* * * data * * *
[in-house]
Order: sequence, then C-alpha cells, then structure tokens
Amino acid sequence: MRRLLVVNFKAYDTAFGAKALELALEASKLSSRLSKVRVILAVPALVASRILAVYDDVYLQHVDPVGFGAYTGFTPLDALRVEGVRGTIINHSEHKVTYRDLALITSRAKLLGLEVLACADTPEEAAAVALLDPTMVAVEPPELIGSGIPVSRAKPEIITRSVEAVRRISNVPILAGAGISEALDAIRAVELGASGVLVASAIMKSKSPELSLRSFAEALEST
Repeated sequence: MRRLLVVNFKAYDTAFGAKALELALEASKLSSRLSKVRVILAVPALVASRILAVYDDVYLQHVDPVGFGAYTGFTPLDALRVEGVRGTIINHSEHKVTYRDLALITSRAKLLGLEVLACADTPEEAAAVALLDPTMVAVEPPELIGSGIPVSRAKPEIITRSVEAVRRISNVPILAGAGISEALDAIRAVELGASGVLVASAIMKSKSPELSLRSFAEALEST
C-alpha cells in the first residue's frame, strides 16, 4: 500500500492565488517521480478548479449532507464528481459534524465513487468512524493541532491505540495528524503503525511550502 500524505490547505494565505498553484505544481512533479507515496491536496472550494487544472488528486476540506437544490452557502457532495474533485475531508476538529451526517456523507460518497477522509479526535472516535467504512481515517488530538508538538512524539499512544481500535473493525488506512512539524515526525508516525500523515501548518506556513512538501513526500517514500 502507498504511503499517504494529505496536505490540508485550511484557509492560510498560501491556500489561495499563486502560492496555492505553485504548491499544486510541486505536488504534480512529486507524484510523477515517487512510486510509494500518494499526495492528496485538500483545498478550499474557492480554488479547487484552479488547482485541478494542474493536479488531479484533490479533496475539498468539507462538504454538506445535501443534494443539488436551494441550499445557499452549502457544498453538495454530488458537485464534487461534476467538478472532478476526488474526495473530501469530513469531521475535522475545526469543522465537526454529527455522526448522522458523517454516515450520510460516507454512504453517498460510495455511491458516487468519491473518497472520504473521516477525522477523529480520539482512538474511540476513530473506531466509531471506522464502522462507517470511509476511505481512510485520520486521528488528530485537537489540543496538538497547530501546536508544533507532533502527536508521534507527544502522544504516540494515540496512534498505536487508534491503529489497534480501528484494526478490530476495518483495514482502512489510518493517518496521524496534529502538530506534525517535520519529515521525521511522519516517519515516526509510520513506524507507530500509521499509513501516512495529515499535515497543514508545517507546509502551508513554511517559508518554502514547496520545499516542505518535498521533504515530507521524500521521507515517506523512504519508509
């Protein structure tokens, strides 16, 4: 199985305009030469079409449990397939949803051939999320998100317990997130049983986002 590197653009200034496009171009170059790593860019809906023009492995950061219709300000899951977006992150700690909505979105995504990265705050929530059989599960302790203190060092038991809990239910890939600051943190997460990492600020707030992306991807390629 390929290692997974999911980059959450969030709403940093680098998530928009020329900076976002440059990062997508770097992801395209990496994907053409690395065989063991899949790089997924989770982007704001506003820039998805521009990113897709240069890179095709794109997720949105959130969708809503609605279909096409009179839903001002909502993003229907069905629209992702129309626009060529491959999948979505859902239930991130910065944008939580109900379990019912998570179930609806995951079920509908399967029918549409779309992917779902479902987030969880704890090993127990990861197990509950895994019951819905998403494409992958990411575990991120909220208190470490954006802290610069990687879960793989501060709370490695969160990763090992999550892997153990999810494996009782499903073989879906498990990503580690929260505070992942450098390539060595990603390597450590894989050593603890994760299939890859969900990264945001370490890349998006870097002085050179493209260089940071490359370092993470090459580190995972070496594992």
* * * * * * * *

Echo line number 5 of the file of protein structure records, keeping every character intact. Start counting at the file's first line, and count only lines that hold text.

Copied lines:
C-alpha cells in the first residue's frame, strides 16, 4: 500500500492565488517521480478548479449532507464528481459534524465513487468512524493541532491505540495528524503503525511550502 500524505490547505494565505498553484505544481512533479507515496491536496472550494487544472488528486476540506437544490452557502457532495474533485475531508476538529451526517456523507460518497477522509479526535472516535467504512481515517488530538508538538512524539499512544481500535473493525488506512512539524515526525508516525500523515501548518506556513512538501513526500517514500 502507498504511503499517504494529505496536505490540508485550511484557509492560510498560501491556500489561495499563486502560492496555492505553485504548491499544486510541486505536488504534480512529486507524484510523477515517487512510486510509494500518494499526495492528496485538500483545498478550499474557492480554488479547487484552479488547482485541478494542474493536479488531479484533490479533496475539498468539507462538504454538506445535501443534494443539488436551494441550499445557499452549502457544498453538495454530488458537485464534487461534476467538478472532478476526488474526495473530501469530513469531521475535522475545526469543522465537526454529527455522526448522522458523517454516515450520510460516507454512504453517498460510495455511491458516487468519491473518497472520504473521516477525522477523529480520539482512538474511540476513530473506531466509531471506522464502522462507517470511509476511505481512510485520520486521528488528530485537537489540543496538538497547530501546536508544533507532533502527536508521534507527544502522544504516540494515540496512534498505536487508534491503529489497534480501528484494526478490530476495518483495514482502512489510518493517518496521524496534529502538530506534525517535520519529515521525521511522519516517519515516526509510520513506524507507530500509521499509513501516512495529515499535515497543514508545517507546509502551508513554511517559508518554502514547496520545499516542505518535498521533504515530507521524500521521507515517506523512504519508509